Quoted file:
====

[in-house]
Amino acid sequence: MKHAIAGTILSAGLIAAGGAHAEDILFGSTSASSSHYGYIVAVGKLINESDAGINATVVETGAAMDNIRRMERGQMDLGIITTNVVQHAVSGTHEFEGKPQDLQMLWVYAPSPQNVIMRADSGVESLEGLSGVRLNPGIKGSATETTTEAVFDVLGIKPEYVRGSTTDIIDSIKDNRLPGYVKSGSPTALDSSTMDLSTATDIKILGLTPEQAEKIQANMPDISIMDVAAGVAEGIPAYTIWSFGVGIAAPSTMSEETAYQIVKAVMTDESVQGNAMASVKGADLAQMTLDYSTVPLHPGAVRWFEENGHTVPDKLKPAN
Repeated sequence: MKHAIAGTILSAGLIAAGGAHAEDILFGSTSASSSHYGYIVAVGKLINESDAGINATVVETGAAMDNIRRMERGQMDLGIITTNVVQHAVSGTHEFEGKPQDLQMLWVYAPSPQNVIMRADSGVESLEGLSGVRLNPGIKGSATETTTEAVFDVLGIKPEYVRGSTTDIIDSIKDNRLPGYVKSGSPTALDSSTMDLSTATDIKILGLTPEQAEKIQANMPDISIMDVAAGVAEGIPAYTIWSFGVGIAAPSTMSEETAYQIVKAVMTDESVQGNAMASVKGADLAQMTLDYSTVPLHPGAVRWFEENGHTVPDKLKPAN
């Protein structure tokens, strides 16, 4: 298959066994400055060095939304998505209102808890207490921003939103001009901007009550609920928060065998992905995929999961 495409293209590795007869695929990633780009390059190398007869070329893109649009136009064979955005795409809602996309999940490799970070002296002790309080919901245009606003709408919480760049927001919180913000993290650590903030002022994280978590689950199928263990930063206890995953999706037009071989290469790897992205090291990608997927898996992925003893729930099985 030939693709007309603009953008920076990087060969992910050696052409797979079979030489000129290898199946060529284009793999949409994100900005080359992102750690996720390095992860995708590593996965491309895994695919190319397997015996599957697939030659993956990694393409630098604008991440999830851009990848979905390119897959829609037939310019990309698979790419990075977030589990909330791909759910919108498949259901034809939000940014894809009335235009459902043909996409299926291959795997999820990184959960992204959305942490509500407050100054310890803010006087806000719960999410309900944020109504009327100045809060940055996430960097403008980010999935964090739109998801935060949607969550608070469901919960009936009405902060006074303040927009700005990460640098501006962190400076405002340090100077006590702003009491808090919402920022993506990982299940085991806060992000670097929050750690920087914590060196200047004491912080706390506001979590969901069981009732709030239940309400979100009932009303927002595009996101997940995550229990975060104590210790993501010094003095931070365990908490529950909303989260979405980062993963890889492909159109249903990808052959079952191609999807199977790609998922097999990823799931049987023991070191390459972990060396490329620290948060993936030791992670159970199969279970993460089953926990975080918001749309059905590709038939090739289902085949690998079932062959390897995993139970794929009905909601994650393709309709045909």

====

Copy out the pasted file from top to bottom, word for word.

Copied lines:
[in-house]
Amino acid sequence: MKHAIAGTILSAGLIAAGGAHAEDILFGSTSASSSHYGYIVAVGKLINESDAGINATVVETGAAMDNIRRMERGQMDLGIITTNVVQHAVSGTHEFEGKPQDLQMLWVYAPSPQNVIMRADSGVESLEGLSGVRLNPGIKGSATETTTEAVFDVLGIKPEYVRGSTTDIIDSIKDNRLPGYVKSGSPTALDSSTMDLSTATDIKILGLTPEQAEKIQANMPDISIMDVAAGVAEGIPAYTIWSFGVGIAAPSTMSEETAYQIVKAVMTDESVQGNAMASVKGADLAQMTLDYSTVPLHPGAVRWFEENGHTVPDKLKPAN
Repeated sequence: MKHAIAGTILSAGLIAAGGAHAEDILFGSTSASSSHYGYIVAVGKLINESDAGINATVVETGAAMDNIRRMERGQMDLGIITTNVVQHAVSGTHEFEGKPQDLQMLWVYAPSPQNVIMRADSGVESLEGLSGVRLNPGIKGSATETTTEAVFDVLGIKPEYVRGSTTDIIDSIKDNRLPGYVKSGSPTALDSSTMDLSTATDIKILGLTPEQAEKIQANMPDISIMDVAAGVAEGIPAYTIWSFGVGIAAPSTMSEETAYQIVKAVMTDESVQGNAMASVKGADLAQMTLDYSTVPLHPGAVRWFEENGHTVPDKLKPAN
């Protein structure tokens, strides 16, 4: 298959066994400055060095939304998505209102808890207490921003939103001009901007009550609920928060065998992905995929999961 495409293209590795007869695929990633780009390059190398007869070329893109649009136009064979955005795409809602996309999940490799970070002296002790309080919901245009606003709408919480760049927001919180913000993290650590903030002022994280978590689950199928263990930063206890995953999706037009071989290469790897992205090291990608997927898996992925003893729930099985 030939693709007309603009953008920076990087060969992910050696052409797979079979030489000129290898199946060529284009793999949409994100900005080359992102750690996720390095992860995708590593996965491309895994695919190319397997015996599957697939030659993956990694393409630098604008991440999830851009990848979905390119897959829609037939310019990309698979790419990075977030589990909330791909759910919108498949259901034809939000940014894809009335235009459902043909996409299926291959795997999820990184959960992204959305942490509500407050100054310890803010006087806000719960999410309900944020109504009327100045809060940055996430960097403008980010999935964090739109998801935060949607969550608070469901919960009936009405902060006074303040927009700005990460640098501006962190400076405002340090100077006590702003009491808090919402920022993506990982299940085991806060992000670097929050750690920087914590060196200047004491912080706390506001979590969901069981009732709030239940309400979100009932009303927002595009996101997940995550229990975060104590210790993501010094003095931070365990908490529950909303989260979405980062993963890889492909159109249903990808052959079952191609999807199977790609998922097999990823799931049987023991070191390459972990060396490329620290948060993936030791992670159970199969279970993460089953926990975080918001749309059905590709038939090739289902085949690998079932062959390897995993139970794929009905909601994650393709309709045909």